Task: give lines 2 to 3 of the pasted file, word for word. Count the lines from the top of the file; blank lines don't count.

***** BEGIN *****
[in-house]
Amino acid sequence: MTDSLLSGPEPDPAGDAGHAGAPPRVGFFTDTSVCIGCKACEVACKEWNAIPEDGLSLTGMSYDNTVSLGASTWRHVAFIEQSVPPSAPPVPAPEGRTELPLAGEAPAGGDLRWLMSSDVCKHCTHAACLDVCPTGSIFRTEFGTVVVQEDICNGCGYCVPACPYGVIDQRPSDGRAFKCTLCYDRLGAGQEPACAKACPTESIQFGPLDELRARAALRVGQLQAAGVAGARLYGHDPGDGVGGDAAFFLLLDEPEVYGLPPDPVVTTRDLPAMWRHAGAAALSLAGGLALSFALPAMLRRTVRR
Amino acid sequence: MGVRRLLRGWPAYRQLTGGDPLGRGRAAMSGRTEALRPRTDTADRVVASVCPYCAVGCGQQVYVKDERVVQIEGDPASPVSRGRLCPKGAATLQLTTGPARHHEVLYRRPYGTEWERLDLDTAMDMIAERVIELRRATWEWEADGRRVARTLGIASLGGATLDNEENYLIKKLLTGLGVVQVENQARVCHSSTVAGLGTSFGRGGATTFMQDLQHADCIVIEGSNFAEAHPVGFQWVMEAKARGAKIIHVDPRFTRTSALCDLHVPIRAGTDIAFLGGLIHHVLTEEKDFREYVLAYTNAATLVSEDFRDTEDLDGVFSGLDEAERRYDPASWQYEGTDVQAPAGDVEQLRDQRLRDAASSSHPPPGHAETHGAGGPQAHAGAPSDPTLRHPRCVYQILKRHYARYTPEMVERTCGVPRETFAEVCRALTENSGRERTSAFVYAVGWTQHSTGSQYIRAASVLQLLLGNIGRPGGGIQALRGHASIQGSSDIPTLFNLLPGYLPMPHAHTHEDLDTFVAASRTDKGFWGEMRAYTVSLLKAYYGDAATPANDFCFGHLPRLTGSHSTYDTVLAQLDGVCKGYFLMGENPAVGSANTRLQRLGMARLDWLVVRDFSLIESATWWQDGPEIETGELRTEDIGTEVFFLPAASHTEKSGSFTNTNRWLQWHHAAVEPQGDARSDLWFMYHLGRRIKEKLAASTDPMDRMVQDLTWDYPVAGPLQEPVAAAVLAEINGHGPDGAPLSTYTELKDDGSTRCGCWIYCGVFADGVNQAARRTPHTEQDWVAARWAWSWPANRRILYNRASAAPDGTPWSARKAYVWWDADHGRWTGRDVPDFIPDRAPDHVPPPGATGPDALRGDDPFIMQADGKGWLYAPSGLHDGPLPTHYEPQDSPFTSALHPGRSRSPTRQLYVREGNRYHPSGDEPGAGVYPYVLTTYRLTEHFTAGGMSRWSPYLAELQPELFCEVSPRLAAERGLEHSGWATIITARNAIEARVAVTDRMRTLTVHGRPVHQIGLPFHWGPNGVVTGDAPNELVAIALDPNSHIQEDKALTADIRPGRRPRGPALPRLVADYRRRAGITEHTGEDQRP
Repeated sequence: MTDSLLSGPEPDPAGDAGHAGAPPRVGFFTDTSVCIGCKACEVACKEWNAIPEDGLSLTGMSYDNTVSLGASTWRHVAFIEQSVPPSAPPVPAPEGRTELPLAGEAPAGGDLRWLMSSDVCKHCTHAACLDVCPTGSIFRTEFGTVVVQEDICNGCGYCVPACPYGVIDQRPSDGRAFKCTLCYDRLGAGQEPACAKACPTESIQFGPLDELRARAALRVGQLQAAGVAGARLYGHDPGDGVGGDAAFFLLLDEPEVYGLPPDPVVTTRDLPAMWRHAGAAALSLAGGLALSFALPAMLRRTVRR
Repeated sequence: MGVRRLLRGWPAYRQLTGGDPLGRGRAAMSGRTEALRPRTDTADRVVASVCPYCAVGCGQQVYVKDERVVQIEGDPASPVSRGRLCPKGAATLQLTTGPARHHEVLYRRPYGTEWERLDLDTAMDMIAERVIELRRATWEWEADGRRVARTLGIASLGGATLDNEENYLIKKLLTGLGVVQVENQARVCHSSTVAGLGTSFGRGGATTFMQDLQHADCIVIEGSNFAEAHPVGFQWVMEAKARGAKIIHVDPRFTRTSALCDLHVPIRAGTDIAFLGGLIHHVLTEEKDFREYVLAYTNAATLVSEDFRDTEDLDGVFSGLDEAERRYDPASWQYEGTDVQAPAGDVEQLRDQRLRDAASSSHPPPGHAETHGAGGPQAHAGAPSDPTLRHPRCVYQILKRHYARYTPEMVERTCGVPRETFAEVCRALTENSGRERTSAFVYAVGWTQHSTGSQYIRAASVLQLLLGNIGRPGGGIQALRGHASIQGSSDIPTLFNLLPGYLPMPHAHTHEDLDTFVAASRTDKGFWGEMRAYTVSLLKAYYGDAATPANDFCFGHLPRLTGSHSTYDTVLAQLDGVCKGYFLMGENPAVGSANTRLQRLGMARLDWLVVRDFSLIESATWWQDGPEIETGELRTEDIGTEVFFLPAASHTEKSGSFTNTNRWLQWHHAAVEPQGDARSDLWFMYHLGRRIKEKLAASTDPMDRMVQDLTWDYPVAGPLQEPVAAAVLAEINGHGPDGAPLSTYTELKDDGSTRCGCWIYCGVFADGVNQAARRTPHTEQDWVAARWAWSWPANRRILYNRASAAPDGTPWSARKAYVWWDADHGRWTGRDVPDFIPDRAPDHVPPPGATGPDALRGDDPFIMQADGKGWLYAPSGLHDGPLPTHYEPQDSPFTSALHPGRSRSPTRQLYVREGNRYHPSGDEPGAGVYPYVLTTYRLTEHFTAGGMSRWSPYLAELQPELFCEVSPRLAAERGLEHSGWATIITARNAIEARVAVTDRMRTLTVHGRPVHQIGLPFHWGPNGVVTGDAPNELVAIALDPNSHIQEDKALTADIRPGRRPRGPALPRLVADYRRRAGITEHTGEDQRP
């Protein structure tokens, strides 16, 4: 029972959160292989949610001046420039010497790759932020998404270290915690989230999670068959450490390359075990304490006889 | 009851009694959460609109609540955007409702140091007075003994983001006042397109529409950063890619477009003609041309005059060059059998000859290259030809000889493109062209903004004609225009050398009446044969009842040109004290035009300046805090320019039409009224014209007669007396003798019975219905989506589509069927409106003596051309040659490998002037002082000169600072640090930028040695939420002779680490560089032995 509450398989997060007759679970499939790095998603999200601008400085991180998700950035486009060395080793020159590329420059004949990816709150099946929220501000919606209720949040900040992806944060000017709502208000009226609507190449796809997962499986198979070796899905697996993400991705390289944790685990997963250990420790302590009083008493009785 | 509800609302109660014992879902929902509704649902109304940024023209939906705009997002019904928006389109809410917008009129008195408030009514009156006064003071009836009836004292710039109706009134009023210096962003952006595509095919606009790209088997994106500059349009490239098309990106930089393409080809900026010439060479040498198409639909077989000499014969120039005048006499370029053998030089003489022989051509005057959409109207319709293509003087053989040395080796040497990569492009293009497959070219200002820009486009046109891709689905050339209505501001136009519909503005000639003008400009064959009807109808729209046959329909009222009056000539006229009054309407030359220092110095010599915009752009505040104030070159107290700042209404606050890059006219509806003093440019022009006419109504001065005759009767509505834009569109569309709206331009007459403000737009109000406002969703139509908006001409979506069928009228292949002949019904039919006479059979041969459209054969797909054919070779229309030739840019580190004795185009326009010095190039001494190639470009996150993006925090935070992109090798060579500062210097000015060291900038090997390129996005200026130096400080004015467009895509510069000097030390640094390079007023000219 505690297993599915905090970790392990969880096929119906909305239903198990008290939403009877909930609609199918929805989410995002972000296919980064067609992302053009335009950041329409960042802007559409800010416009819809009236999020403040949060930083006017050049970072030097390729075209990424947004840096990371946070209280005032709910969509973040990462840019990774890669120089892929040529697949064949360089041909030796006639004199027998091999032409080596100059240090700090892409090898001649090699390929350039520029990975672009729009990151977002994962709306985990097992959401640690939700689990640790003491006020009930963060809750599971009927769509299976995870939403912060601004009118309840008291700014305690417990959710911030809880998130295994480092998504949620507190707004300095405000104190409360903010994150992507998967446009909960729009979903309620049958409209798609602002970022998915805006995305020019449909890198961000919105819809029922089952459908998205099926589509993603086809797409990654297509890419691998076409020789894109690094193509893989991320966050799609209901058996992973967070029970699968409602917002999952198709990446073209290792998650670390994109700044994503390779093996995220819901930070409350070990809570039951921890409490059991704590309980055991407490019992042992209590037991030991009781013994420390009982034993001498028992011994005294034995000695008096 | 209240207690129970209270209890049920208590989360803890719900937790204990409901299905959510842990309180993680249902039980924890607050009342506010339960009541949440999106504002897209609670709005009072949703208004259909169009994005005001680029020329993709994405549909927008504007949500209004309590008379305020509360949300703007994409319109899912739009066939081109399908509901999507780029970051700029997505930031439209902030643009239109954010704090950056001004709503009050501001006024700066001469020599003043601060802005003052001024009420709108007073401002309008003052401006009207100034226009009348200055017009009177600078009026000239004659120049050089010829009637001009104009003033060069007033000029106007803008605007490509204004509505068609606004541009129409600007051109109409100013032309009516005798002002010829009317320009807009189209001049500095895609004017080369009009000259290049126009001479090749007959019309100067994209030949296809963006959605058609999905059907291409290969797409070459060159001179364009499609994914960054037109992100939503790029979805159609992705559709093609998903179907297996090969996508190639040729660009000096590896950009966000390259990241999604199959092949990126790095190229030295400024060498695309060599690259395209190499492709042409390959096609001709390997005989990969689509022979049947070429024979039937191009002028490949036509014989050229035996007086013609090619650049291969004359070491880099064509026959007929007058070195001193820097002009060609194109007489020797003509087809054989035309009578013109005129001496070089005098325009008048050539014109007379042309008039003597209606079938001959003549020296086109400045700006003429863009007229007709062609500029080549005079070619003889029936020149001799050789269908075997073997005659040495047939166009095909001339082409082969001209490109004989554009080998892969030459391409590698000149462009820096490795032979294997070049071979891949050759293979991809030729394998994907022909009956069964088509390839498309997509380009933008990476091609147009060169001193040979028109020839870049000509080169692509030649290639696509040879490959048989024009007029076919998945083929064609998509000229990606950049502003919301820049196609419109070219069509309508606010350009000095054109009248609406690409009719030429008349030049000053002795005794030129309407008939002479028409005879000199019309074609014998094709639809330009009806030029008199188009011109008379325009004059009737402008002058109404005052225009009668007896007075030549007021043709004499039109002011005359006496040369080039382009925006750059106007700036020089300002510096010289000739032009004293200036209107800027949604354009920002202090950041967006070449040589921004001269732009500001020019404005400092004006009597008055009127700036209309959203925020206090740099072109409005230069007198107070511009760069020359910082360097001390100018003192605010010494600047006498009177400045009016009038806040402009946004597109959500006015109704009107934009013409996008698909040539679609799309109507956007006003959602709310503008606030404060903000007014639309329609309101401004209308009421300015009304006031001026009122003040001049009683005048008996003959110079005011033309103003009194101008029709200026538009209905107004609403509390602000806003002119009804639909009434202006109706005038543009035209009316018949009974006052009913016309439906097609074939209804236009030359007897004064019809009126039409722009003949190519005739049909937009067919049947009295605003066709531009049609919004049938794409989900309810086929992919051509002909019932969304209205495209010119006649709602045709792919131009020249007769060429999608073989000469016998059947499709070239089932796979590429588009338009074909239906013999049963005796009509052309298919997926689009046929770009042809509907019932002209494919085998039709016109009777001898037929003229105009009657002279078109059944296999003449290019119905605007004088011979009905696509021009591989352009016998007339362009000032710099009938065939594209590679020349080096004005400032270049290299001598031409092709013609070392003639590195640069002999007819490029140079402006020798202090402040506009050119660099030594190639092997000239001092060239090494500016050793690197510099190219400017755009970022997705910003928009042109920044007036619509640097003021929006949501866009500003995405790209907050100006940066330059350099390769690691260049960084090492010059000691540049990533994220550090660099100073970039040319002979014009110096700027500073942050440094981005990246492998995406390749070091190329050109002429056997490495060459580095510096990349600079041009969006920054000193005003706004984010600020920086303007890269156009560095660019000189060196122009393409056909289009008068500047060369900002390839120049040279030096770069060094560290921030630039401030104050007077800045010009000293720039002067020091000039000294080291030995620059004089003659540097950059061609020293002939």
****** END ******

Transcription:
Amino acid sequence: MTDSLLSGPEPDPAGDAGHAGAPPRVGFFTDTSVCIGCKACEVACKEWNAIPEDGLSLTGMSYDNTVSLGASTWRHVAFIEQSVPPSAPPVPAPEGRTELPLAGEAPAGGDLRWLMSSDVCKHCTHAACLDVCPTGSIFRTEFGTVVVQEDICNGCGYCVPACPYGVIDQRPSDGRAFKCTLCYDRLGAGQEPACAKACPTESIQFGPLDELRARAALRVGQLQAAGVAGARLYGHDPGDGVGGDAAFFLLLDEPEVYGLPPDPVVTTRDLPAMWRHAGAAALSLAGGLALSFALPAMLRRTVRR
Amino acid sequence: MGVRRLLRGWPAYRQLTGGDPLGRGRAAMSGRTEALRPRTDTADRVVASVCPYCAVGCGQQVYVKDERVVQIEGDPASPVSRGRLCPKGAATLQLTTGPARHHEVLYRRPYGTEWERLDLDTAMDMIAERVIELRRATWEWEADGRRVARTLGIASLGGATLDNEENYLIKKLLTGLGVVQVENQARVCHSSTVAGLGTSFGRGGATTFMQDLQHADCIVIEGSNFAEAHPVGFQWVMEAKARGAKIIHVDPRFTRTSALCDLHVPIRAGTDIAFLGGLIHHVLTEEKDFREYVLAYTNAATLVSEDFRDTEDLDGVFSGLDEAERRYDPASWQYEGTDVQAPAGDVEQLRDQRLRDAASSSHPPPGHAETHGAGGPQAHAGAPSDPTLRHPRCVYQILKRHYARYTPEMVERTCGVPRETFAEVCRALTENSGRERTSAFVYAVGWTQHSTGSQYIRAASVLQLLLGNIGRPGGGIQALRGHASIQGSSDIPTLFNLLPGYLPMPHAHTHEDLDTFVAASRTDKGFWGEMRAYTVSLLKAYYGDAATPANDFCFGHLPRLTGSHSTYDTVLAQLDGVCKGYFLMGENPAVGSANTRLQRLGMARLDWLVVRDFSLIESATWWQDGPEIETGELRTEDIGTEVFFLPAASHTEKSGSFTNTNRWLQWHHAAVEPQGDARSDLWFMYHLGRRIKEKLAASTDPMDRMVQDLTWDYPVAGPLQEPVAAAVLAEINGHGPDGAPLSTYTELKDDGSTRCGCWIYCGVFADGVNQAARRTPHTEQDWVAARWAWSWPANRRILYNRASAAPDGTPWSARKAYVWWDADHGRWTGRDVPDFIPDRAPDHVPPPGATGPDALRGDDPFIMQADGKGWLYAPSGLHDGPLPTHYEPQDSPFTSALHPGRSRSPTRQLYVREGNRYHPSGDEPGAGVYPYVLTTYRLTEHFTAGGMSRWSPYLAELQPELFCEVSPRLAAERGLEHSGWATIITARNAIEARVAVTDRMRTLTVHGRPVHQIGLPFHWGPNGVVTGDAPNELVAIALDPNSHIQEDKALTADIRPGRRPRGPALPRLVADYRRRAGITEHTGEDQRP